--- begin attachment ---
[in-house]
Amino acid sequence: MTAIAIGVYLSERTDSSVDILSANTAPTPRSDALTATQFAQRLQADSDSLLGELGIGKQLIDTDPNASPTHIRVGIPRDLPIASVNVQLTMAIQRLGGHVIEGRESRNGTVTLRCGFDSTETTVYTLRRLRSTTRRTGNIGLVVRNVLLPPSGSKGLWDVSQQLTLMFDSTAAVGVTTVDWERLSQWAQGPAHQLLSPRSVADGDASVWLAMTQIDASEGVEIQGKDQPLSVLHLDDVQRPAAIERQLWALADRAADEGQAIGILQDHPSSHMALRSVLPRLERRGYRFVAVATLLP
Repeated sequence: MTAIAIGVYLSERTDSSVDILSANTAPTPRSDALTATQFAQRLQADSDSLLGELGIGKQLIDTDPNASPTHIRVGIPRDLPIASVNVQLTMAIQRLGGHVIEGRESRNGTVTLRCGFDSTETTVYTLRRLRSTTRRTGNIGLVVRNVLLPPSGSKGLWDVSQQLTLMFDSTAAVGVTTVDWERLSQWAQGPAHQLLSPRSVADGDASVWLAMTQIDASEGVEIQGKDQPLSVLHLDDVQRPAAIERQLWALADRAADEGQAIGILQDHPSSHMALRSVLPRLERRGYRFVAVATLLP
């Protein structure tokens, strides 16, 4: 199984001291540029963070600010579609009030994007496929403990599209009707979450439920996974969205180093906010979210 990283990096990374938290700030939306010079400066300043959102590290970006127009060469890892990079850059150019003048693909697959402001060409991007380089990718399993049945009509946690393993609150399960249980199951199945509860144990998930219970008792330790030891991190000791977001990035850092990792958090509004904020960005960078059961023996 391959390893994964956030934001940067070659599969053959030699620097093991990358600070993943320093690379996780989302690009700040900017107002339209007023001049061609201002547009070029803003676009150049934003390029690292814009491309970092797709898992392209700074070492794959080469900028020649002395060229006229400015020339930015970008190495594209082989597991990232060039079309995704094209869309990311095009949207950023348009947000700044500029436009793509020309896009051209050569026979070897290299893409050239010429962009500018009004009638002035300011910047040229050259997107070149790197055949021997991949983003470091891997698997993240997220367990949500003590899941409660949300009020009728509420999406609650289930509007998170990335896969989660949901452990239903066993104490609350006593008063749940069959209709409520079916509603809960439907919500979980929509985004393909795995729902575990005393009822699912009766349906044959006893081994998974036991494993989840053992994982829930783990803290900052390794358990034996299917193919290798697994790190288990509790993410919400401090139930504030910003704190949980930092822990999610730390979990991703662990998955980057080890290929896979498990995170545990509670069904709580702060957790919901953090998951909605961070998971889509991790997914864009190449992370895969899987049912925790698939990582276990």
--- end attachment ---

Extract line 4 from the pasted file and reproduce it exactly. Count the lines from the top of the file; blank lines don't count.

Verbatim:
């Protein structure tokens, strides 16, 4: 199984001291540029963070600010579609009030994007496929403990599209009707979450439920996974969205180093906010979210 990283990096990374938290700030939306010079400066300043959102590290970006127009060469890892990079850059150019003048693909697959402001060409991007380089990718399993049945009509946690393993609150399960249980199951199945509860144990998930219970008792330790030891991190000791977001990035850092990792958090509004904020960005960078059961023996 391959390893994964956030934001940067070659599969053959030699620097093991990358600070993943320093690379996780989302690009700040900017107002339209007023001049061609201002547009070029803003676009150049934003390029690292814009491309970092797709898992392209700074070492794959080469900028020649002395060229006229400015020339930015970008190495594209082989597991990232060039079309995704094209869309990311095009949207950023348009947000700044500029436009793509020309896009051209050569026979070897290299893409050239010429962009500018009004009638002035300011910047040229050259997107070149790197055949021997991949983003470091891997698997993240997220367990949500003590899941409660949300009020009728509420999406609650289930509007998170990335896969989660949901452990239903066993104490609350006593008063749940069959209709409520079916509603809960439907919500979980929509985004393909795995729902575990005393009822699912009766349906044959006893081994998974036991494993989840053992994982829930783990803290900052390794358990034996299917193919290798697994790190288990509790993410919400401090139930504030910003704190949980930092822990999610730390979990991703662990998955980057080890290929896979498990995170545990509670069904709580702060957790919901953090998951909605961070998971889509991790997914864009190449992370895969899987049912925790698939990582276990």